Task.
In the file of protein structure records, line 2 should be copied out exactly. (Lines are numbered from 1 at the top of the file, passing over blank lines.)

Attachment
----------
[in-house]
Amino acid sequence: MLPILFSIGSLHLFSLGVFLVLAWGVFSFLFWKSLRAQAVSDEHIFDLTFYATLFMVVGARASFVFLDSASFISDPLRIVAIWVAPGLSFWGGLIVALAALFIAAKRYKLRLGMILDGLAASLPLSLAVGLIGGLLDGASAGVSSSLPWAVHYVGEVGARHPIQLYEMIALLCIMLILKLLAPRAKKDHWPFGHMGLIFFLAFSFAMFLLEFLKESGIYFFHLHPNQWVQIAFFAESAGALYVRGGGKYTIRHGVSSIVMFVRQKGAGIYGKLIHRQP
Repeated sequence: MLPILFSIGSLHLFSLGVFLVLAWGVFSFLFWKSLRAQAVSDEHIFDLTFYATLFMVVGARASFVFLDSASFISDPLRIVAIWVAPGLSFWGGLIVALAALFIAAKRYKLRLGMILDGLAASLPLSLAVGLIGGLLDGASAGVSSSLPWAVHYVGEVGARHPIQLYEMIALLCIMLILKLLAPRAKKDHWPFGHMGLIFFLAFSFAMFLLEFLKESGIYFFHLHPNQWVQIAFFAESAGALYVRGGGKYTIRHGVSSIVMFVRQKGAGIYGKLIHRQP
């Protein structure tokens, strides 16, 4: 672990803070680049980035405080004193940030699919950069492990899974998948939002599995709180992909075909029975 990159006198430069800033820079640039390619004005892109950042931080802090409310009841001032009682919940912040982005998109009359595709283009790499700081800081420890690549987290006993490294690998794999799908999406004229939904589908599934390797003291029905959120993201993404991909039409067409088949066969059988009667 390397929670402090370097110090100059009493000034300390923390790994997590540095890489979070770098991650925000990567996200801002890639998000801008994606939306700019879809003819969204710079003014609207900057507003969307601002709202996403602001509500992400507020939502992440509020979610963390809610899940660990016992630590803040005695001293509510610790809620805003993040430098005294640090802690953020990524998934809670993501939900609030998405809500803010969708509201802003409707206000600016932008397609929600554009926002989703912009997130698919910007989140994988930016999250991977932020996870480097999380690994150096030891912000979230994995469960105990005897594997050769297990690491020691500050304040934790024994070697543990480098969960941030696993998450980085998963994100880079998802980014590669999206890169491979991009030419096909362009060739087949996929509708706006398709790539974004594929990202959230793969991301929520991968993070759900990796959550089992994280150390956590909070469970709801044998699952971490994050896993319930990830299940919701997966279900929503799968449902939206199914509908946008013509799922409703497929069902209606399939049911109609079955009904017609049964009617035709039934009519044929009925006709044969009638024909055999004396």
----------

Amino acid sequence: MLPILFSIGSLHLFSLGVFLVLAWGVFSFLFWKSLRAQAVSDEHIFDLTFYATLFMVVGARASFVFLDSASFISDPLRIVAIWVAPGLSFWGGLIVALAALFIAAKRYKLRLGMILDGLAASLPLSLAVGLIGGLLDGASAGVSSSLPWAVHYVGEVGARHPIQLYEMIALLCIMLILKLLAPRAKKDHWPFGHMGLIFFLAFSFAMFLLEFLKESGIYFFHLHPNQWVQIAFFAESAGALYVRGGGKYTIRHGVSSIVMFVRQKGAGIYGKLIHRQP